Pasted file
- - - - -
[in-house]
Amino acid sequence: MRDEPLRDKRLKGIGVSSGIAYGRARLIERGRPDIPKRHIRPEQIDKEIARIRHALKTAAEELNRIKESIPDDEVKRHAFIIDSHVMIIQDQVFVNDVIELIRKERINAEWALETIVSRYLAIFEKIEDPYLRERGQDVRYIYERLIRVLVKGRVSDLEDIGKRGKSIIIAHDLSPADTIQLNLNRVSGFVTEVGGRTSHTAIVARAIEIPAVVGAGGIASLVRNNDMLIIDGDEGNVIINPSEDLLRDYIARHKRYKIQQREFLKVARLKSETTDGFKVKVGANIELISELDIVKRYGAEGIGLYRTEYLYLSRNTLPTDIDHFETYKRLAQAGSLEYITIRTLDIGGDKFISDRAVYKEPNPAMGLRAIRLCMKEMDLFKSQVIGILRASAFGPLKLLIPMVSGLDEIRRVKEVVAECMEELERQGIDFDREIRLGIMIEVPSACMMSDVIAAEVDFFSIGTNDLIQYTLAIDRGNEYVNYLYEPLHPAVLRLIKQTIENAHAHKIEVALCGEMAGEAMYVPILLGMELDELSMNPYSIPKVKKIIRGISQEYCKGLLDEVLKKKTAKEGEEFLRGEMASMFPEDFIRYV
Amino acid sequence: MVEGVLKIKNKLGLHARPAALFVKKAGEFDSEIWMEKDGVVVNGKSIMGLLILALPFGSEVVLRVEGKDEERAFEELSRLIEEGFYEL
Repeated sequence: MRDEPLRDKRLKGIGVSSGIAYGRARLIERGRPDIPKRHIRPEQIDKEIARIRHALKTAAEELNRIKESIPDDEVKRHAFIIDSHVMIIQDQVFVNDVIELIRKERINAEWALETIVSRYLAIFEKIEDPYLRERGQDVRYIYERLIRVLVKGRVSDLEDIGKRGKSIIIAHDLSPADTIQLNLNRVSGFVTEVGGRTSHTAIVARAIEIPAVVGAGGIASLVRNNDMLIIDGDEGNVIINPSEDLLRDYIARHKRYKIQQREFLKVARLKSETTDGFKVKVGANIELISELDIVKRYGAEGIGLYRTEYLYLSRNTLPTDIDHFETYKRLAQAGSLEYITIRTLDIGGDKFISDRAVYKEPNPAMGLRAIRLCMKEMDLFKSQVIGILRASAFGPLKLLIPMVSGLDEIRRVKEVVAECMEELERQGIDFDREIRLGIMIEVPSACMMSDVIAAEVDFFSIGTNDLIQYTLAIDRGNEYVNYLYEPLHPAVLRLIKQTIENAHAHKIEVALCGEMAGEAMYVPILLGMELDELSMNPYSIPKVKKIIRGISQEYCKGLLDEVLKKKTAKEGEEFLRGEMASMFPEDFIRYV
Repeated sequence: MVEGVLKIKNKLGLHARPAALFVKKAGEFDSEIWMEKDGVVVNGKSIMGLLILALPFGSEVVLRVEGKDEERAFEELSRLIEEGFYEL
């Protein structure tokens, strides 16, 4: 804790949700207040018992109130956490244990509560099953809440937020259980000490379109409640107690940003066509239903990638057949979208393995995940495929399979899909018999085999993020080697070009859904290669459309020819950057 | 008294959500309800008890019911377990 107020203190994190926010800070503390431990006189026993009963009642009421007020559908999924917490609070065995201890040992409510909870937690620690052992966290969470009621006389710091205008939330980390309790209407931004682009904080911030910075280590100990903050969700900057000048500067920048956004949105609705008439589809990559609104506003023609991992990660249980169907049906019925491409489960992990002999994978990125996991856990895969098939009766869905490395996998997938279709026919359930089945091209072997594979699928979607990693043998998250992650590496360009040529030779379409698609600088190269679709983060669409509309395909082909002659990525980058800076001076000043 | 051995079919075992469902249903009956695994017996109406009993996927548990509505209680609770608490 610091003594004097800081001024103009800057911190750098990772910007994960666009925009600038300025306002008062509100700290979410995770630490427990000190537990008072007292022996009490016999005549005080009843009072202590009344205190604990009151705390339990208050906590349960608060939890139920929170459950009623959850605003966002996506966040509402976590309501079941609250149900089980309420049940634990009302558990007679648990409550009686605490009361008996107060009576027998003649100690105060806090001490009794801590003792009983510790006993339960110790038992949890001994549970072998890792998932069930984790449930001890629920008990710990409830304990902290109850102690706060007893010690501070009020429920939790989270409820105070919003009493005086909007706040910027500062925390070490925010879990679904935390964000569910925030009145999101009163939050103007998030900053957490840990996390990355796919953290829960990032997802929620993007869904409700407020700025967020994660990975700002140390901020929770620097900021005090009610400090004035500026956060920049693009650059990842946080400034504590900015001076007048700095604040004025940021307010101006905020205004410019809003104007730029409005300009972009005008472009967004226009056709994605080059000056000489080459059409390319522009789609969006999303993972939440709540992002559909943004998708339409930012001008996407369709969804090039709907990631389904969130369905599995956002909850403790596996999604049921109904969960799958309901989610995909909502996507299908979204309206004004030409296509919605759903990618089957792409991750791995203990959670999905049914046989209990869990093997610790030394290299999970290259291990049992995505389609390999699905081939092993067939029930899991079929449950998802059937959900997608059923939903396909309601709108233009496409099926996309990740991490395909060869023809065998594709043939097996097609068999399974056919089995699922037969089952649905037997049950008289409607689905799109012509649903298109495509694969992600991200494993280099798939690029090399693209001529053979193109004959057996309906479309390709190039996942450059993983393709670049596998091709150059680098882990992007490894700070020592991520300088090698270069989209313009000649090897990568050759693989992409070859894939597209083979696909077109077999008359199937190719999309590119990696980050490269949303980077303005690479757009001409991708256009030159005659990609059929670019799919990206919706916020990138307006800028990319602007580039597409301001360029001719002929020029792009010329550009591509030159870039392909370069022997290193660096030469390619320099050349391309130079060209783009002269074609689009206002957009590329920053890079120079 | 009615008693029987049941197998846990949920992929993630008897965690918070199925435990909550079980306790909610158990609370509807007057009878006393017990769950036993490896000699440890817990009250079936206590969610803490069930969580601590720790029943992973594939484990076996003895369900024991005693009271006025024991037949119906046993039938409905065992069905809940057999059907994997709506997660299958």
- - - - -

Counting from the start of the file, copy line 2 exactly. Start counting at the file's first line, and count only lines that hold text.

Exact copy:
Amino acid sequence: MRDEPLRDKRLKGIGVSSGIAYGRARLIERGRPDIPKRHIRPEQIDKEIARIRHALKTAAEELNRIKESIPDDEVKRHAFIIDSHVMIIQDQVFVNDVIELIRKERINAEWALETIVSRYLAIFEKIEDPYLRERGQDVRYIYERLIRVLVKGRVSDLEDIGKRGKSIIIAHDLSPADTIQLNLNRVSGFVTEVGGRTSHTAIVARAIEIPAVVGAGGIASLVRNNDMLIIDGDEGNVIINPSEDLLRDYIARHKRYKIQQREFLKVARLKSETTDGFKVKVGANIELISELDIVKRYGAEGIGLYRTEYLYLSRNTLPTDIDHFETYKRLAQAGSLEYITIRTLDIGGDKFISDRAVYKEPNPAMGLRAIRLCMKEMDLFKSQVIGILRASAFGPLKLLIPMVSGLDEIRRVKEVVAECMEELERQGIDFDREIRLGIMIEVPSACMMSDVIAAEVDFFSIGTNDLIQYTLAIDRGNEYVNYLYEPLHPAVLRLIKQTIENAHAHKIEVALCGEMAGEAMYVPILLGMELDELSMNPYSIPKVKKIIRGISQEYCKGLLDEVLKKKTAKEGEEFLRGEMASMFPEDFIRYV